BELFAST — After five years of service to the city of Belfast and the Belfast Police Department, Police Chef Gerry Lincoln will retire on Feb. 22, according to an announcement today from the City Manager’s Office.

Lincoln started his career with the Belfast Police Department as a detective sergeant in 2017 before being promoted to deputy chief in September 2018. The City Council appointed him chief Jan. 22, 2020.

The  Feb. 2 press release said Lincoln, “no stranger to challenges, stepped into the role of chief of police at the height of a staffing shortage, and quickly invested his efforts into transforming the department. He was presented with many hurdles that he worked diligently to overcome. His level head and thoughtful approaches brought him great successes in his role as police chief.”

City Councilor Brenda Bonneville paid tribute to Lincoln in the press release. “Along with City Manager Herbig and my fellow councilors, it has been a pleasure to work with Chief Lincoln for the past two-plus years,” she said. “Under his leadership of our community-oriented Police Department, we have seen many examples of innovative and compassionate policing, paired with the hard work of ensuring that the citizens of Belfast and visitors to our city are protected and safe. I wish Chief Lincoln all the best in his future endeavors.”

Lincoln has led the department through the COVID-19 pandemic. The press release said, “His previous experiences, especially his military training, prepared him to address the ever-evolving challenges presented to first responders.”

City Councilor Mike Hurley said, “Chief Lincoln was a professional, calm, and steady chief of police for the people of Belfast. We thank him and wish him well.”

According to the press release, Lincoln promoted the Law Enforcement Code of Ethics and “embraced the concepts of 21st century policing.”

“He treated the citizens of Belfast with dignity and respect, working with the department to create trustworthy and productive relationships with the Belfast community,” the press release said.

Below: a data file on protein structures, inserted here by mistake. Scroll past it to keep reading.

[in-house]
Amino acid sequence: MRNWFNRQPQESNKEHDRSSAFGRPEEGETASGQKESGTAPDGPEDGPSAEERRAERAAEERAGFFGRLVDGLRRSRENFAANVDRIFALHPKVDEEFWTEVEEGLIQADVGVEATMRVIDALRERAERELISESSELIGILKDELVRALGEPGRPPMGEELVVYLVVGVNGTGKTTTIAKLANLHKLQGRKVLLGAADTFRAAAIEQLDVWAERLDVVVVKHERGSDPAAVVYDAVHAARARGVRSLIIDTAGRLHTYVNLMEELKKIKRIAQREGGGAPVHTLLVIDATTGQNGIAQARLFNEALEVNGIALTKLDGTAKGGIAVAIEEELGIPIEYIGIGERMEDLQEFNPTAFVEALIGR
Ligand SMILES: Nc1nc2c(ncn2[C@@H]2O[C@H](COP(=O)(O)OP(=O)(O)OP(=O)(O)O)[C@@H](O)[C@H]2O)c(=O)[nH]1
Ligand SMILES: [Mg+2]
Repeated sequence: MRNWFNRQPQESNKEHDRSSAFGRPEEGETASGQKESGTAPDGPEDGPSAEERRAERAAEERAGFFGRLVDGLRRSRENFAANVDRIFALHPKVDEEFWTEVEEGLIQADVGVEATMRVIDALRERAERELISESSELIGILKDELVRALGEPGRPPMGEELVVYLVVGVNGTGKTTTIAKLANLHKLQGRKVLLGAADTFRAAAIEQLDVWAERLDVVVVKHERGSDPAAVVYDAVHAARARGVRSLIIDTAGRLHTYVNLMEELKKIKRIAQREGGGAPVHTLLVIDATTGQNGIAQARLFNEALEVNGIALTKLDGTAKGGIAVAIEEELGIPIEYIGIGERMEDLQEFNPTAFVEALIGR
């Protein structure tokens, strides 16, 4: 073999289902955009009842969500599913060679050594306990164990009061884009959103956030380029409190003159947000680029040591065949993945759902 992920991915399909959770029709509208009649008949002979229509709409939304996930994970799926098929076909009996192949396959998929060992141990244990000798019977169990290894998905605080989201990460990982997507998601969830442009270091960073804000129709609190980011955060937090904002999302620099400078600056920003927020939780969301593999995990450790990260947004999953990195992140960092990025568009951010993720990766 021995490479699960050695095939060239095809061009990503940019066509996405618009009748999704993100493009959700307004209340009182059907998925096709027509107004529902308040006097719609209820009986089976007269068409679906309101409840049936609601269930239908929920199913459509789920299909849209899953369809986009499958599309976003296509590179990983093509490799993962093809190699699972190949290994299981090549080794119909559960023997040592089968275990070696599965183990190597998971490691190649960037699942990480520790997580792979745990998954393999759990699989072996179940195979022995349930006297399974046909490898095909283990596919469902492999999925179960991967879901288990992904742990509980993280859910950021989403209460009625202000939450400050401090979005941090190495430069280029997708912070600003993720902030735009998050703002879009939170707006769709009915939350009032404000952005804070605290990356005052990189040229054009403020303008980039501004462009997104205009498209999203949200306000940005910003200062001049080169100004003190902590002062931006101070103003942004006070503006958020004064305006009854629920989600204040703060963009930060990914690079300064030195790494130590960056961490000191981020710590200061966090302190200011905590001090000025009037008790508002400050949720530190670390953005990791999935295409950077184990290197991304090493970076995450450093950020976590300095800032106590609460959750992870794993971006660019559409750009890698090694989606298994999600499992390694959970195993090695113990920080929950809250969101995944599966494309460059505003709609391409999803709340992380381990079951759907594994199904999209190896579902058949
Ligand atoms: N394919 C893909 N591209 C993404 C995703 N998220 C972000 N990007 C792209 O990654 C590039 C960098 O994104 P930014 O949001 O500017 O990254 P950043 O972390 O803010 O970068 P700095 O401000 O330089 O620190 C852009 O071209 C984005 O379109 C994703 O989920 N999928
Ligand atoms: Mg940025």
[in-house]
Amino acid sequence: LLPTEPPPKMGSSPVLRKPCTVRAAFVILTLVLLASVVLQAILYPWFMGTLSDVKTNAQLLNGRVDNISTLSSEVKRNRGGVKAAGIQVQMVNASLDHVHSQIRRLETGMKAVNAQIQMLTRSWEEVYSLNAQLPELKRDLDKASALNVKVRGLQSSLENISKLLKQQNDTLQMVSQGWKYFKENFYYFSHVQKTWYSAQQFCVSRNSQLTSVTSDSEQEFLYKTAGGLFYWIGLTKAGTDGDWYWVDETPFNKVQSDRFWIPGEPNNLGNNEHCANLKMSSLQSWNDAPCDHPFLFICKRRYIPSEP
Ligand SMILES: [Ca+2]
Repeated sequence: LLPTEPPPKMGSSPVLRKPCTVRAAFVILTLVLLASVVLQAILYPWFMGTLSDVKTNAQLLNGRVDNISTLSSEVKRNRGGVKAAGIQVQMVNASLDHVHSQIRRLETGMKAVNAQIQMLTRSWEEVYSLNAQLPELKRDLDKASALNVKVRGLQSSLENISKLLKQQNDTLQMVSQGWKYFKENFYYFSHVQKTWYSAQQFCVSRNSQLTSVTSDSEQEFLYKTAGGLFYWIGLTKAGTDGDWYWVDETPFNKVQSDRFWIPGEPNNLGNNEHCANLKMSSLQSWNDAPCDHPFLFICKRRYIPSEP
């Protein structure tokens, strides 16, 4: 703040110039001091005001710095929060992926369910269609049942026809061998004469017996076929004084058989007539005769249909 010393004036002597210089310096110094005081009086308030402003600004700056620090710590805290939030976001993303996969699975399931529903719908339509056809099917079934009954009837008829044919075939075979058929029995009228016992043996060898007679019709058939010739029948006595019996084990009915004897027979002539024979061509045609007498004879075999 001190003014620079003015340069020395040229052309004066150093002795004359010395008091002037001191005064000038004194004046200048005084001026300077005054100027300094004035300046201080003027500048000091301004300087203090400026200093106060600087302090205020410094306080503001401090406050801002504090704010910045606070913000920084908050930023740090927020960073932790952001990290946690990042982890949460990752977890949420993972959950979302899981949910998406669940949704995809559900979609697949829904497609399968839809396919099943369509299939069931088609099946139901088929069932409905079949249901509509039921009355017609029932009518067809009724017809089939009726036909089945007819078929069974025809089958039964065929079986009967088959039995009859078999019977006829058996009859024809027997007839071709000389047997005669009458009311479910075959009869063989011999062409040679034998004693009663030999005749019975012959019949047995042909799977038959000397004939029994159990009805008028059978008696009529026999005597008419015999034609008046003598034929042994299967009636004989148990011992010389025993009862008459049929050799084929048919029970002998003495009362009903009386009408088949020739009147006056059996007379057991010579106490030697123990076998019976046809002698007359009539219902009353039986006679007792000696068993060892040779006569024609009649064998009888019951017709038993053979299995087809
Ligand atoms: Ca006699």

City Councilor Neal Harkness said the city and the department “endured some troubled times” during Lincoln’s tenure. “We have been fortunate to have a leader as efficient and thoughtful as Chief Lincoln in command,” he said. “The people of Belfast owe him their profoundest gratitude.”

The press release credited Lincoln with a “forward-thinking approach” that he applied in “… transforming the department.”

“He saw a team of young and eager officers that provided a great potential for the department to grow and address the needs of the Belfast community,” the press release said. “He enjoyed serving the city of Belfast and embracing his passion for law enforcement and safety.”

City Councilor Paul Dean added praise for the chief. “Chief Lincoln is a caring and thoughtful person; with the chief’s leadership, the city’s Police Department has only improved,” Dean said in the press release. “The city of Belfast and I will miss his professionalism representing all the citizens of this great city. I can only wish him the best on all his future endeavors and say this. Job well done.”

City Councilor Mary Mortier said in the press release, “Chief Lincoln served the people of Belfast well during his time as deputy chief and then chief of police, as he guided our department through a generational transition. Best wishes and thanks to the chief and his family as he begins retirement.”

Mayor Eric Sanders said in the press release, “I’d like to thank the chief for his service to the city, and wish him a happy retirement, as long as he keeps me posted on his fishing holes.

“In all seriousness,” he added, “it was a tremendous honor to work with him, and he accomplished many, many things in a short period of time as our chief of police. He will be greatly remembered, and greatly missed!”

Lincoln spent nearly a decade serving as a first responder for the Waldo County Sheriff’s Office prior to joining the Belfast Police Department. In his formative years, he served in the Air Force flying fighter jets at the North Pole. He received his business aviation safety consortium in aviation/airway management and operations from Thomas Edison State College in 1993.